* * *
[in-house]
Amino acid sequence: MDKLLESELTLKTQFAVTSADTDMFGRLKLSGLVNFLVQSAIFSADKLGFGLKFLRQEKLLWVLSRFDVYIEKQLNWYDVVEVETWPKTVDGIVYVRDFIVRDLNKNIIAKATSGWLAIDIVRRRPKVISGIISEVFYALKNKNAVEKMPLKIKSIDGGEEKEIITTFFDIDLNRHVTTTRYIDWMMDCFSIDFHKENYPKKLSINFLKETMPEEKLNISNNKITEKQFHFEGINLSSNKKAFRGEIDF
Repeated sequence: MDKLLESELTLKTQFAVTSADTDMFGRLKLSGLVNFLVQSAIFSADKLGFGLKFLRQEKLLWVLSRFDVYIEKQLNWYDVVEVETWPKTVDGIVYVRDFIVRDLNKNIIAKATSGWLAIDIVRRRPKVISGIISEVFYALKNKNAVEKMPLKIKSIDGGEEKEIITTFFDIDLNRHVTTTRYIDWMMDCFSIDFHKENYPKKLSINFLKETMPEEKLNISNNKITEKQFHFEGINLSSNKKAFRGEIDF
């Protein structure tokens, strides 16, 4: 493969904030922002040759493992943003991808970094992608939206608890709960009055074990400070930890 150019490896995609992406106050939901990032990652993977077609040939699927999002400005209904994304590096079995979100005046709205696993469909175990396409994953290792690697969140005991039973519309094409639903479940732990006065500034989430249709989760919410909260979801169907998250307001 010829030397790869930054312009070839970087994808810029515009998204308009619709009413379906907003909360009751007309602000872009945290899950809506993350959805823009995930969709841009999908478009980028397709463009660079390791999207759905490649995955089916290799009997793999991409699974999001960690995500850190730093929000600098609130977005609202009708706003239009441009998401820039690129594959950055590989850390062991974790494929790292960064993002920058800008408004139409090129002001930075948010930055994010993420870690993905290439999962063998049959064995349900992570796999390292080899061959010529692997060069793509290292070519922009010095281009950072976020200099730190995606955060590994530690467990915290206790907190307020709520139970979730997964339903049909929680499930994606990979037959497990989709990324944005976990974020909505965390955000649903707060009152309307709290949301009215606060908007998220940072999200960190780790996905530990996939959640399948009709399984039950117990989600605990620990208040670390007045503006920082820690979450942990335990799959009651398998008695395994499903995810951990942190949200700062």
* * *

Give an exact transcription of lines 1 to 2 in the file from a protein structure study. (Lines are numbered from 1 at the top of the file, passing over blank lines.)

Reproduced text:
[in-house]
Amino acid sequence: MDKLLESELTLKTQFAVTSADTDMFGRLKLSGLVNFLVQSAIFSADKLGFGLKFLRQEKLLWVLSRFDVYIEKQLNWYDVVEVETWPKTVDGIVYVRDFIVRDLNKNIIAKATSGWLAIDIVRRRPKVISGIISEVFYALKNKNAVEKMPLKIKSIDGGEEKEIITTFFDIDLNRHVTTTRYIDWMMDCFSIDFHKENYPKKLSINFLKETMPEEKLNISNNKITEKQFHFEGINLSSNKKAFRGEIDF